safety

What to Do When You Encounter a Downed Powerline

May is recognized as National Electrical Safety Month, but the mission of ensuring our membership’s safety is a daily responsibility at MTEMC. Educating our members on the dangers associated with energized electrical lines and equipment is important. For example, do you know what to do when a power line is brought down due to a car accident? This can be a very dangerous situation, so please take a look.

Take time to be safe around electricity

In the position I am honored to serve, few things weigh on my mind as heavily as safety – safety for our members and for our employees. Electricity is a necessity we’re privileged to provide you…but it can be life changing in more ways than one.

May is National Electrical Safety Month and Middle Tennessee Electric takes seriously its commitment to home, workplace and public safety. The welfare of our members and employees always comes first.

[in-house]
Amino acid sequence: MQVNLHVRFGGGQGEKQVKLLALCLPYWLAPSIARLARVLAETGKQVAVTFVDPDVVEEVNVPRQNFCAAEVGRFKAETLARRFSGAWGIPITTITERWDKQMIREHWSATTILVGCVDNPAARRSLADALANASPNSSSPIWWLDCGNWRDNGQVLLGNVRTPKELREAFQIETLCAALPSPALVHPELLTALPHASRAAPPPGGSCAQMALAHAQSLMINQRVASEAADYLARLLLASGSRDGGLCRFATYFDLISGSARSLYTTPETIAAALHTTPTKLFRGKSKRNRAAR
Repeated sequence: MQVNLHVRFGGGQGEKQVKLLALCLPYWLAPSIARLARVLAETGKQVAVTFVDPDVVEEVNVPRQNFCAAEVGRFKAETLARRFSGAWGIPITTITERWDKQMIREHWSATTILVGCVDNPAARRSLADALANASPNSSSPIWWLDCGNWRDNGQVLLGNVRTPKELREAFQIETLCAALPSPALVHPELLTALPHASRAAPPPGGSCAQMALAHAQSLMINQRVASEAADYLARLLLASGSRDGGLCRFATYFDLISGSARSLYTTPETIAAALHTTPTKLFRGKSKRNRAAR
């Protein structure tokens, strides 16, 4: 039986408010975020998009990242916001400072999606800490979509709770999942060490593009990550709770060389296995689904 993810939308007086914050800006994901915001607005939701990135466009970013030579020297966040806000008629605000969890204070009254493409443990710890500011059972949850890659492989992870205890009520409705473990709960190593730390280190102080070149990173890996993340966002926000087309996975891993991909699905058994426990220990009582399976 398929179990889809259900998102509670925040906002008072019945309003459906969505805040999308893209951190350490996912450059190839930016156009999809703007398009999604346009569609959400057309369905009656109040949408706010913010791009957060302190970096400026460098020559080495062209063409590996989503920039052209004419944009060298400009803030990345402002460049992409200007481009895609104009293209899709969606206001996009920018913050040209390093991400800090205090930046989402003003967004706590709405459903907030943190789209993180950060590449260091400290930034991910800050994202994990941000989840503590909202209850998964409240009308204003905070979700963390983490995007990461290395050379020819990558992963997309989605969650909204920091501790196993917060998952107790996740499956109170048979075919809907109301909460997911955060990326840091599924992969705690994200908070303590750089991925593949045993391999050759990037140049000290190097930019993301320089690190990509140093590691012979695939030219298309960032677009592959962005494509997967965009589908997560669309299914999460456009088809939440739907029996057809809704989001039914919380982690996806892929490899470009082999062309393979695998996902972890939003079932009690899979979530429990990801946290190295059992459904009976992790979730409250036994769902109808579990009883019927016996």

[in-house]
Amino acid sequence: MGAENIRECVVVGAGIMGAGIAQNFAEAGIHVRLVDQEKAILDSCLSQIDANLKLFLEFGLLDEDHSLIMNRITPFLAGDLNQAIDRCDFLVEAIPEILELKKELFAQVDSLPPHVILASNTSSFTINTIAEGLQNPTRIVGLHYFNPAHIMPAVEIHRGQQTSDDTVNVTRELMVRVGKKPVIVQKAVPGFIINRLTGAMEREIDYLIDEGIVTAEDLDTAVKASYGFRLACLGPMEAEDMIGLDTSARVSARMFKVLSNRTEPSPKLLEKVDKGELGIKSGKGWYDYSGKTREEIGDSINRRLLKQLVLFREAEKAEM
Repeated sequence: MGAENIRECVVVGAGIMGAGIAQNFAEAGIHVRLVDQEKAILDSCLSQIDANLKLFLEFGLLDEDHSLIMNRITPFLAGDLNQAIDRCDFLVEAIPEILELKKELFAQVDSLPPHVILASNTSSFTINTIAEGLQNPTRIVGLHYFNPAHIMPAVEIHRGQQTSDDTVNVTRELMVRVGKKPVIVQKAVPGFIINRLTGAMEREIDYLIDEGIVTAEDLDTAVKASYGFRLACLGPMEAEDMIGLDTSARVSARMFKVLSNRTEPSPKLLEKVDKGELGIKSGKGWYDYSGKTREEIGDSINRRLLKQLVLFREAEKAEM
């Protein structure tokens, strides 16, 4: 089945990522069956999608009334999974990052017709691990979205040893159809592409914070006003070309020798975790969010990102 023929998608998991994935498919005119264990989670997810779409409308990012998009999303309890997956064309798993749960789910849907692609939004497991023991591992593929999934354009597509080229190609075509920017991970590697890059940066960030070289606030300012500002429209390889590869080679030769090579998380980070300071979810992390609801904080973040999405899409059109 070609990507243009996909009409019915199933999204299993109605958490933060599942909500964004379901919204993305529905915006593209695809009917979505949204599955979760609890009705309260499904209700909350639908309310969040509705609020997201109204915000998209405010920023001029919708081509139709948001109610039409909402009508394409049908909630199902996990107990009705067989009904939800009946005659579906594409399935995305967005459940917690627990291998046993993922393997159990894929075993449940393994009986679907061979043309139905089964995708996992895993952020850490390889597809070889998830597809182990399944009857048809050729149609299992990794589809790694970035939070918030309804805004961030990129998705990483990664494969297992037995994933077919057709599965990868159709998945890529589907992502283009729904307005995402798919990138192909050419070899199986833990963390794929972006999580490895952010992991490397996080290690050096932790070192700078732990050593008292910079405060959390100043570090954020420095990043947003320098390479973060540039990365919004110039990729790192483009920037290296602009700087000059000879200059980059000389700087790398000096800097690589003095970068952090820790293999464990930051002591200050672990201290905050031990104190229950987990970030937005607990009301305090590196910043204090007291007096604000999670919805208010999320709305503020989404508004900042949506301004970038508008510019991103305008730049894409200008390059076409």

On the Road for Children’s Safety

MTEMC has more than 12,000 miles of electric line in four counties, so we make it a priority to educate the communities we serve about power line safety, especially children. That’s why we use a high-voltage electrical safety demonstration table at local schools and community events. We believe children, especially, need to learn about electric safety.

7 Points to Remember for First Responders

When first responders show up at the scene of a vehicle accident that has occurred under a power line, their first thought isn’t always to check for a downed line. This could prove to be fatal for both responders and victims. A downed power line can cause an injury or fatality for up to 30 feet around the point of contact depending on various factors.

Here are 7 things you should do if you are the first person to the scene of a vehicle crash that has hit or is under a power line.

Pages